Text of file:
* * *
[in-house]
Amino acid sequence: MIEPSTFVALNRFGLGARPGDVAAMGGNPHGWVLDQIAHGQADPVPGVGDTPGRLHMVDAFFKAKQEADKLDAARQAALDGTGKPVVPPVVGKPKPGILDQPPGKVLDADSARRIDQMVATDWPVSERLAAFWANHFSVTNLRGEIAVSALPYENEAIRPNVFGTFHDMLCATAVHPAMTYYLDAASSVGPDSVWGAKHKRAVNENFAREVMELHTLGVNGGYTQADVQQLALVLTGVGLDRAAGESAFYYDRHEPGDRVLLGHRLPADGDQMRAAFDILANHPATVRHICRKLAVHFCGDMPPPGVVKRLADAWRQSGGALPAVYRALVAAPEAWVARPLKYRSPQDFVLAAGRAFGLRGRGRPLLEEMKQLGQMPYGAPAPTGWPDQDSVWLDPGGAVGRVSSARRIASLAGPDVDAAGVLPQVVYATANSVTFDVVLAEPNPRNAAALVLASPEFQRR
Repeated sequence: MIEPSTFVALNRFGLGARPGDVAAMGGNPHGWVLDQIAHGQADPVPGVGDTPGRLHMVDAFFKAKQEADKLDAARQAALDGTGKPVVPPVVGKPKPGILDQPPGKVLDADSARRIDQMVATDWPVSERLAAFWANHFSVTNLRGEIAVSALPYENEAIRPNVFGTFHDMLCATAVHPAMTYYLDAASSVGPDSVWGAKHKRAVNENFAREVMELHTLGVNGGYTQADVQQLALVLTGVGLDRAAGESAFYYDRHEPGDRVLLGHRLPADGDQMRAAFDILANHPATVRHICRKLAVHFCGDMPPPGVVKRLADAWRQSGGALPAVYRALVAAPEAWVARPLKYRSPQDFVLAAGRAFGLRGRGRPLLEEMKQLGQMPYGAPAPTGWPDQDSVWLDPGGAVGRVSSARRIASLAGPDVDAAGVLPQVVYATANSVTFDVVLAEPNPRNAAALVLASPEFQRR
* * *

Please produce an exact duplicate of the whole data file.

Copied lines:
[in-house]
Amino acid sequence: MIEPSTFVALNRFGLGARPGDVAAMGGNPHGWVLDQIAHGQADPVPGVGDTPGRLHMVDAFFKAKQEADKLDAARQAALDGTGKPVVPPVVGKPKPGILDQPPGKVLDADSARRIDQMVATDWPVSERLAAFWANHFSVTNLRGEIAVSALPYENEAIRPNVFGTFHDMLCATAVHPAMTYYLDAASSVGPDSVWGAKHKRAVNENFAREVMELHTLGVNGGYTQADVQQLALVLTGVGLDRAAGESAFYYDRHEPGDRVLLGHRLPADGDQMRAAFDILANHPATVRHICRKLAVHFCGDMPPPGVVKRLADAWRQSGGALPAVYRALVAAPEAWVARPLKYRSPQDFVLAAGRAFGLRGRGRPLLEEMKQLGQMPYGAPAPTGWPDQDSVWLDPGGAVGRVSSARRIASLAGPDVDAAGVLPQVVYATANSVTFDVVLAEPNPRNAAALVLASPEFQRR
Repeated sequence: MIEPSTFVALNRFGLGARPGDVAAMGGNPHGWVLDQIAHGQADPVPGVGDTPGRLHMVDAFFKAKQEADKLDAARQAALDGTGKPVVPPVVGKPKPGILDQPPGKVLDADSARRIDQMVATDWPVSERLAAFWANHFSVTNLRGEIAVSALPYENEAIRPNVFGTFHDMLCATAVHPAMTYYLDAASSVGPDSVWGAKHKRAVNENFAREVMELHTLGVNGGYTQADVQQLALVLTGVGLDRAAGESAFYYDRHEPGDRVLLGHRLPADGDQMRAAFDILANHPATVRHICRKLAVHFCGDMPPPGVVKRLADAWRQSGGALPAVYRALVAAPEAWVARPLKYRSPQDFVLAAGRAFGLRGRGRPLLEEMKQLGQMPYGAPAPTGWPDQDSVWLDPGGAVGRVSSARRIASLAGPDVDAAGVLPQVVYATANSVTFDVVLAEPNPRNAAALVLASPEFQRR